- 4 lbs. Potatoes
- 2 whole Garlic Cloves
- 1 – 1 1/2 T Sea Salt, or Kosher Salt
- 2 t fresh cracked Black Pepper
- 3/4 t freshly grated Nutmeg
- 2 1/2 c Heavy Cream
Preheat oven to 350°F
Crack the garlic cloves break them up slightly then rub the insides of a 9″x11″ baking dish. Set aside.
Peel and thinly slice the potatoes – @ 1/8″ thick. Put the sliced potatoes into a large bowl.
Season potatoes with sea salt, black pepper, and nutmeg. Get your hands in there and toss the slices to coat evenly. Slap a potato slice against your tongue to test for seasoning. It should be noticeably seasoned but not overpoweringly so.
Layer potatoes into prepped baking dish, smoothing the top so everything is fairly level. Pour cream over potatoes just to the point where you can press down on the top layer and the potato slices disappear under the cream. Give a couple presses down on the potatoes then taste cream for seasoning again. You should just marginally taste the salt. Add a sprinkle more if needed.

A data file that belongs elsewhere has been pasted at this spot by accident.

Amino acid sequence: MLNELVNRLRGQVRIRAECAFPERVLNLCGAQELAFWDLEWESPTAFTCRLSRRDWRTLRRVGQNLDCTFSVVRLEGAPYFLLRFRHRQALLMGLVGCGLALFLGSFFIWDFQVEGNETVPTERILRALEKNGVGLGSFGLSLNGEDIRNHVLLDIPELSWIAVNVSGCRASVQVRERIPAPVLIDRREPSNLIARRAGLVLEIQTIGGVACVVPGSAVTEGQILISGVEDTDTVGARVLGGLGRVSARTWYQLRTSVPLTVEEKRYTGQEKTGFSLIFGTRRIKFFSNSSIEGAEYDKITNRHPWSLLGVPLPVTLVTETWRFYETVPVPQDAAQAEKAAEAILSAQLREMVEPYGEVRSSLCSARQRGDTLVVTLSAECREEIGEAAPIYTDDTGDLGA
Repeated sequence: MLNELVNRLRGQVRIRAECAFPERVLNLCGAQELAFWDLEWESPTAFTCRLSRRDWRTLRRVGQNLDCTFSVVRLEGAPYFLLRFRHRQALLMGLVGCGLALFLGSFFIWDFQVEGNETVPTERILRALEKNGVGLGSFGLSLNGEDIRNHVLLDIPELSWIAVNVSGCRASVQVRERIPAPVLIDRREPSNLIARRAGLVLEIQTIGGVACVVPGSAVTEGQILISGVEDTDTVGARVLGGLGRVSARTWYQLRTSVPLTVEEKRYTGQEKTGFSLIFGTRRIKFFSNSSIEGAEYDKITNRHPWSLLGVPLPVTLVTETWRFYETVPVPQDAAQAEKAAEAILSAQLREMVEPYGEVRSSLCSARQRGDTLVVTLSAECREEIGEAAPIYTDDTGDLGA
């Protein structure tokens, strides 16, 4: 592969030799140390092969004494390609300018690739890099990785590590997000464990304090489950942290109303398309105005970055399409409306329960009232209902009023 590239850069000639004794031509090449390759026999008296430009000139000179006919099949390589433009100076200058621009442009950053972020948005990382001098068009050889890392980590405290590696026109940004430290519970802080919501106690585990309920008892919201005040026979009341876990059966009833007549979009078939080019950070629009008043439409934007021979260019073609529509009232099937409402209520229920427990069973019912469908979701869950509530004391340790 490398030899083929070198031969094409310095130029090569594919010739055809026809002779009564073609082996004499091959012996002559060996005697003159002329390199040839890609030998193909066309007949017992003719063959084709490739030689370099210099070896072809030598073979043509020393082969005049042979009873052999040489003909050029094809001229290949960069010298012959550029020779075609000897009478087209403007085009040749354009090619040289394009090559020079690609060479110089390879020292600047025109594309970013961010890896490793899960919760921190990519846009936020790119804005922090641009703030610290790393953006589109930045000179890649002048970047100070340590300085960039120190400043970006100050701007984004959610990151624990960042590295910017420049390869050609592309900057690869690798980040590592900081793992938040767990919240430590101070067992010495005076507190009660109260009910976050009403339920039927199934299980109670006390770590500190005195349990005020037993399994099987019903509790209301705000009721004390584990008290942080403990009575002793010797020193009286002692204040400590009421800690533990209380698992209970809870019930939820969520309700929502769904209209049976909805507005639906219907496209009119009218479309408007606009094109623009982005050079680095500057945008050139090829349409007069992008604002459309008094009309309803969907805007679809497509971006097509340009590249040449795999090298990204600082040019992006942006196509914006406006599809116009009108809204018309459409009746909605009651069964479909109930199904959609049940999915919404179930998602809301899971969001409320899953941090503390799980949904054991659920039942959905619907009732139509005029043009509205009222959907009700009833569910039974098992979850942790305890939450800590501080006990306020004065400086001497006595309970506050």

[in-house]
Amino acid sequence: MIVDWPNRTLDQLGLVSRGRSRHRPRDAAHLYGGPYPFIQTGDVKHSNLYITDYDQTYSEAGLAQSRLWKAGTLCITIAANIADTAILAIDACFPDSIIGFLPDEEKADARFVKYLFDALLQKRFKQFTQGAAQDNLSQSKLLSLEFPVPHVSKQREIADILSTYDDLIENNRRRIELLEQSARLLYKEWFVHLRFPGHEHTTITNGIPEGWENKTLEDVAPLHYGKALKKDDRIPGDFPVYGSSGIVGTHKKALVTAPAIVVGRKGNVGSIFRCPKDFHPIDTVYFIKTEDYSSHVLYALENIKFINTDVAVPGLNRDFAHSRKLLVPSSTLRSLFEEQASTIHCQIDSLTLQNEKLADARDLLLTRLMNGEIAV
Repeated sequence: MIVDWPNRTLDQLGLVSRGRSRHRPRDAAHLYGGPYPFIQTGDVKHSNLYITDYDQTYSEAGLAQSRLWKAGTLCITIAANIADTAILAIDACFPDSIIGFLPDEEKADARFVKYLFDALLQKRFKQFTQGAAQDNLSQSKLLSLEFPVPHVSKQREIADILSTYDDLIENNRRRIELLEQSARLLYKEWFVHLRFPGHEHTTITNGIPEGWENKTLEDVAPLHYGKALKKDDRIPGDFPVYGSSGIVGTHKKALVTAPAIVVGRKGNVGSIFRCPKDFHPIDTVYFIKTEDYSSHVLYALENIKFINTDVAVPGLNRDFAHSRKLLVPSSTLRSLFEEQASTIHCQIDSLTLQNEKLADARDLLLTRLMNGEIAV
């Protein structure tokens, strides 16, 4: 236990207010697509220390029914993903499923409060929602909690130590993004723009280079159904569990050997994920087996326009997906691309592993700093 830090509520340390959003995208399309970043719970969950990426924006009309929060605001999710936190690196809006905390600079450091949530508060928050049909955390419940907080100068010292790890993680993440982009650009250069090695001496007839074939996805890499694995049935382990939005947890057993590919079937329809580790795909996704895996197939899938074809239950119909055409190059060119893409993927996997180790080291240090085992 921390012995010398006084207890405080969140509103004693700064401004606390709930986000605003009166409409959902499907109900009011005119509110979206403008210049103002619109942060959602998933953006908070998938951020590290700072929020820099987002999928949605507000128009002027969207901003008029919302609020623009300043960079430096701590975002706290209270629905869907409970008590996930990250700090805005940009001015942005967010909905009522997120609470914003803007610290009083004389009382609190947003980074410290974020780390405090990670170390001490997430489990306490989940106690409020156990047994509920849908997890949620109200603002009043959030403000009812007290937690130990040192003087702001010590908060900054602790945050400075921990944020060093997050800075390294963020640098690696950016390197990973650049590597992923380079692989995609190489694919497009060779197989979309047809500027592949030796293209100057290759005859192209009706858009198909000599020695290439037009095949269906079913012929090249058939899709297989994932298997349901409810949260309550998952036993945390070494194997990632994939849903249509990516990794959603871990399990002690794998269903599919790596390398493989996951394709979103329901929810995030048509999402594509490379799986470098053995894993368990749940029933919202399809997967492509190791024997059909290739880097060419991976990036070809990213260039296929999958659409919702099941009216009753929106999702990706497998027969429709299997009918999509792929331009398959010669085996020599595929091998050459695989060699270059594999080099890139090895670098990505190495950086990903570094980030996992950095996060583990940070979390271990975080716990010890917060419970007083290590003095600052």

Put in the oven and bake for a total of about 1 1/2 hours (larger batches will take longer, of course). Every 20 minutes or so, open oven and with the back of a large spoon, break the crust the cream is starting to form. On the final “crusting breaking” the consistency of the cream should noticeably thicker and have absorbed into the potatoes a decent amount. For the final 20-30 minutes, leave everything untouched to form a golden top. Cream should be nearly all broke down and absorbed with just a bit of creamy, buttery-ness between the potato slices.
Remove from oven allow to cool a bit before serving. It will retain a napalm-like heat for at least 10-15 minutes.
Lay down newspaper on counter tops and peel potatoes over the newspaper. When all done – Roll up and compost or throw away~instantly clean counters!
If you are doing a large batch, put the peeled potatoes in a bowl of water to keep them from browning.
This is also a great time to hone your knife skills, but for a cheater method, slice with a mandolin or food processor slicing blade. Personally I prefer slicing by hand – it’s a bit meditative with the added risk playing with a sharp knife.
Recipe Source: WhiteOnRiceCouple.com